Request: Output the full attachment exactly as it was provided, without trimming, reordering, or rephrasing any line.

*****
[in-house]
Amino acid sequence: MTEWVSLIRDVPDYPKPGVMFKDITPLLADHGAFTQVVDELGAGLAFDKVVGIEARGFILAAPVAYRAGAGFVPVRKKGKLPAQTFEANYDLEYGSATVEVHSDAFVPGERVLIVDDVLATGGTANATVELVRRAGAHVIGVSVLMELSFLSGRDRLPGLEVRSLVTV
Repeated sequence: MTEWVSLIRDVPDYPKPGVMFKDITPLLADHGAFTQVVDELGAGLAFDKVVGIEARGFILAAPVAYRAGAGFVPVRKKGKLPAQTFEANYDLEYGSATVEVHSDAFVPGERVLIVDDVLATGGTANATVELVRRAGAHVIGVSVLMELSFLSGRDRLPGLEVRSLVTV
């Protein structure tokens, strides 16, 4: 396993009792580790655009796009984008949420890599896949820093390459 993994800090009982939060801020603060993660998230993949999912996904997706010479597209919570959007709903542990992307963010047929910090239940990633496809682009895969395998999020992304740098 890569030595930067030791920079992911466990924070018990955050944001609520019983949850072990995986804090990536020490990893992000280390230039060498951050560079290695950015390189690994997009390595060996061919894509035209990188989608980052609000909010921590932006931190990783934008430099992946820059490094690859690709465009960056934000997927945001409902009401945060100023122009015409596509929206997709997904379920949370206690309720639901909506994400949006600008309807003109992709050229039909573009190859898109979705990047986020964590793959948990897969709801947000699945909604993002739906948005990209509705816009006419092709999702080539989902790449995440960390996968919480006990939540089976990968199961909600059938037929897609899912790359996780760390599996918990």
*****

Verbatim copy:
[in-house]
Amino acid sequence: MTEWVSLIRDVPDYPKPGVMFKDITPLLADHGAFTQVVDELGAGLAFDKVVGIEARGFILAAPVAYRAGAGFVPVRKKGKLPAQTFEANYDLEYGSATVEVHSDAFVPGERVLIVDDVLATGGTANATVELVRRAGAHVIGVSVLMELSFLSGRDRLPGLEVRSLVTV
Repeated sequence: MTEWVSLIRDVPDYPKPGVMFKDITPLLADHGAFTQVVDELGAGLAFDKVVGIEARGFILAAPVAYRAGAGFVPVRKKGKLPAQTFEANYDLEYGSATVEVHSDAFVPGERVLIVDDVLATGGTANATVELVRRAGAHVIGVSVLMELSFLSGRDRLPGLEVRSLVTV
């Protein structure tokens, strides 16, 4: 396993009792580790655009796009984008949420890599896949820093390459 993994800090009982939060801020603060993660998230993949999912996904997706010479597209919570959007709903542990992307963010047929910090239940990633496809682009895969395998999020992304740098 890569030595930067030791920079992911466990924070018990955050944001609520019983949850072990995986804090990536020490990893992000280390230039060498951050560079290695950015390189690994997009390595060996061919894509035209990188989608980052609000909010921590932006931190990783934008430099992946820059490094690859690709465009960056934000997927945001409902009401945060100023122009015409596509929206997709997904379920949370206690309720639901909506994400949006600008309807003109992709050229039909573009190859898109979705990047986020964590793959948990897969709801947000699945909604993002739906948005990209509705816009006419092709999702080539989902790449995440960390996968919480006990939540089976990968199961909600059938037929897609899912790359996780760390599996918990």